Continued colder weather in early April lifted natural gas prices
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- Colder than normal weather continued into early April, having an effect on six out of the past seven weeks.
- The chilly weather provided a positive medium-term catalyst for natural gas prices and natural gas producers as natural gas is a major fuel source for home heating. Natural gas prices have generally rallied since mid-February.
Natural gas prices are especially affected during the winter as many households use natural gas for home heating. Warmer weather translates into less natural gas demand and, therefore, lower prices. Conversely, colder weather translates into more natural gas demand and higher prices. Natural gas prices affect the earnings of major domestic natural gas producers, such as Chesapeake Energy (CHK), Range Resources (RRC), Quicksilver Resources (KWK), and Southwestern Energy (SWN). Additionally, many of these companies are part of the energy ETFs, such as the Vanguard Energy ETF (VDE).
For the week ending April 6th, heating degree days (as weighted by gas home-heating customers) for the U.S. totaled 126 versus the normal figure for corresponding weeks past of 113. Heating degree days (HDD) are a measure of how much colder than room temperature the weather is, and the greater the HDD figure, the colder it is. This week’s HDD figure was higher than normal, meaning weather was colder than normal, which implies more natural gas demand and, therefore, higher natural gas prices. Natural gas prices closed at $4.13/MMBtu (millions of British thermal units) on April 5th, continuing an extended rally that began in mid-February when prices bottomed out at $3.15/MMBtu. Natural gas prices rose largely due to colder than normal weather.
The top graph displays weekly heating degree day data for this winter compared to a normal winter. As one can see, this week’s figure lies above the normal trendline.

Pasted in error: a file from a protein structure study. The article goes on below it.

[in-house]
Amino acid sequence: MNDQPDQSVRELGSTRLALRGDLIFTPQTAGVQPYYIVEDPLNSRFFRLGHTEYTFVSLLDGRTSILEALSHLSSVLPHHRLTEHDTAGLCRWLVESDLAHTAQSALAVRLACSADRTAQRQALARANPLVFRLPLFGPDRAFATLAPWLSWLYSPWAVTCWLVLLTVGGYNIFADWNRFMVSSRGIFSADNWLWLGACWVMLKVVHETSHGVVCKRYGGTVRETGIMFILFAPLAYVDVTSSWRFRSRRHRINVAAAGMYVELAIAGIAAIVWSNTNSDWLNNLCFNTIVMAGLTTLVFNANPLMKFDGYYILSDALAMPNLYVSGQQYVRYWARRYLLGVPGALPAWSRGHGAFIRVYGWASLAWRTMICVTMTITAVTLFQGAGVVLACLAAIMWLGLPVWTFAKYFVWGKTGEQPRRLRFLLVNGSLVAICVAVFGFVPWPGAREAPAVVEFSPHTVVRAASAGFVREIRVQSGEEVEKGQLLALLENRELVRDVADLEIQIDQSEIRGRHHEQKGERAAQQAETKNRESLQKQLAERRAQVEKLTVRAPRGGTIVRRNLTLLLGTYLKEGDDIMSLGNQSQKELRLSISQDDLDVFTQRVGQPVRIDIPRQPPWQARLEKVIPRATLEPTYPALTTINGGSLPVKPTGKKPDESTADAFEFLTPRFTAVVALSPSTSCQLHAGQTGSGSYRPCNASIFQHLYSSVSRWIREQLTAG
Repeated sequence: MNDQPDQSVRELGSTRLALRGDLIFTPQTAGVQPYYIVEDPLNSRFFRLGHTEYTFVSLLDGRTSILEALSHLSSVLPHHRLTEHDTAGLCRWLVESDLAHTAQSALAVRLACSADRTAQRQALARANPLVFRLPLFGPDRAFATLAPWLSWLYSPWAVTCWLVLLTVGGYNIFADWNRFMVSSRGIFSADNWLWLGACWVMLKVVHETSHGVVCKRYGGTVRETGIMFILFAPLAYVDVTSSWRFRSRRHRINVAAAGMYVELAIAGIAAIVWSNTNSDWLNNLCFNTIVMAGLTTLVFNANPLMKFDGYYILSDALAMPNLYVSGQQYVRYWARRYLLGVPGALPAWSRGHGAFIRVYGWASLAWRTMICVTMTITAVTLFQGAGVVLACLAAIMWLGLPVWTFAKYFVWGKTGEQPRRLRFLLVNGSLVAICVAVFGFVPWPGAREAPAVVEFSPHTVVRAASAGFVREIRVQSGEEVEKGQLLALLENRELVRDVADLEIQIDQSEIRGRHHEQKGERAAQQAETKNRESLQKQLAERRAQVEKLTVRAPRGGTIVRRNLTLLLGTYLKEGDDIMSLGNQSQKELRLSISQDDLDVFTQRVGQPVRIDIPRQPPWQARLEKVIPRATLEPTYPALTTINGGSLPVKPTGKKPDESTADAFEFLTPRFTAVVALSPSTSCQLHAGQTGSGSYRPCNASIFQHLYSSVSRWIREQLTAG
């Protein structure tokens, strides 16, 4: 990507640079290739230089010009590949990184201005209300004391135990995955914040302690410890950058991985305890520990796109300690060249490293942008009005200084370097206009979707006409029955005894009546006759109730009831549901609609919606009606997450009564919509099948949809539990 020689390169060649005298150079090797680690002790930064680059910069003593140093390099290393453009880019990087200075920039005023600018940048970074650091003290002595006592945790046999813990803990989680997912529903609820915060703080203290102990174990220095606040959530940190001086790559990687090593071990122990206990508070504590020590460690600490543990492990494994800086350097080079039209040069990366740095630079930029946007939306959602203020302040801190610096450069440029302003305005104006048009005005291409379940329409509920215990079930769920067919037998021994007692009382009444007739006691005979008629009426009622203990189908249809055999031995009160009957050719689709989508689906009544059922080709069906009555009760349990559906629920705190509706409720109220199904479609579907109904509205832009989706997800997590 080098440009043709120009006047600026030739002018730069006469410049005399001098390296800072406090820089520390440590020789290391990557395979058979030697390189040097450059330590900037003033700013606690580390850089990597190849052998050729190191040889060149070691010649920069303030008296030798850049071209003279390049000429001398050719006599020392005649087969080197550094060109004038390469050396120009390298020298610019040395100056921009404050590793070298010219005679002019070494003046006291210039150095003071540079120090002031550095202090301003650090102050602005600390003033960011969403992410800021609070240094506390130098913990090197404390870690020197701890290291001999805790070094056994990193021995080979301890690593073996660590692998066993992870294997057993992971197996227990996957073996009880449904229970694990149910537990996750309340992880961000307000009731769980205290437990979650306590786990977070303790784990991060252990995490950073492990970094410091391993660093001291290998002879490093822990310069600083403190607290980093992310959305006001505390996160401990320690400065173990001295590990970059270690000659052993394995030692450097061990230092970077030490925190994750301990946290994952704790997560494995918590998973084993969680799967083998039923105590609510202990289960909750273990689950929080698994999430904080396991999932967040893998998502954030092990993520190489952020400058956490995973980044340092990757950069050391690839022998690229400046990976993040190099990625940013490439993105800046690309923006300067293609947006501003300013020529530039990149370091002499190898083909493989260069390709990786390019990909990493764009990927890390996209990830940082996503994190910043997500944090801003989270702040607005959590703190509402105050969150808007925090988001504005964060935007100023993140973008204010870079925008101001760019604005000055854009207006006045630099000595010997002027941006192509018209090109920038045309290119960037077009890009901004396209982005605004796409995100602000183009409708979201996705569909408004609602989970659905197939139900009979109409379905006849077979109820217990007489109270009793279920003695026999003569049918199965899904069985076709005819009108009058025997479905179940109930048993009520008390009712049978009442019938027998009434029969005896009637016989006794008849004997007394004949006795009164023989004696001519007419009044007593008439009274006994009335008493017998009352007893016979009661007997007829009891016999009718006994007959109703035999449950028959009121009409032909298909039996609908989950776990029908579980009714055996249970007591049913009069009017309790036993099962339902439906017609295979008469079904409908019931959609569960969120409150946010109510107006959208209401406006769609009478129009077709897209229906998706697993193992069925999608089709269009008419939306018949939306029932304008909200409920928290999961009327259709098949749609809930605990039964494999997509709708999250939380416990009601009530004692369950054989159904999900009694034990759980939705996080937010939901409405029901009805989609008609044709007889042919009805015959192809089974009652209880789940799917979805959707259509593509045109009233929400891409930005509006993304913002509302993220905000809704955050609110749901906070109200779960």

The graph above displays cumulative heating degree days from the start of the heating season. This week was colder than normal, and six out of seven of the prior weeks were also colder than normal. The winter as a whole thus far has generally been warmer than normal which muted natural gas earlier in the season, however, the recent colder than normal weather has resulted in this heating season being close to normal as measured in heating degree days.
Theoretically, higher demand translates into higher natural gas prices, which affects the earnings and valuations of natural gas weighted producers. The below graph displays natural gas prices over time versus the stock prices of CHK and KWK, two producers whose production is currently weighted towards natural gas. Over the past few years, the equity prices of these companies have trended with natural gas prices.
Investors with holdings in natural gas weighted producers (such as CHK, KWK, RRC, and SWN) or a natural gas ETF such as UNG may find it prudent to be aware of weather as an indicator of natural gas demand and, therefore, price. As stated, for the past six out of seven weeks temperatures have been colder than normal and this has resulted in a positive medium-term catalyst for natural gas.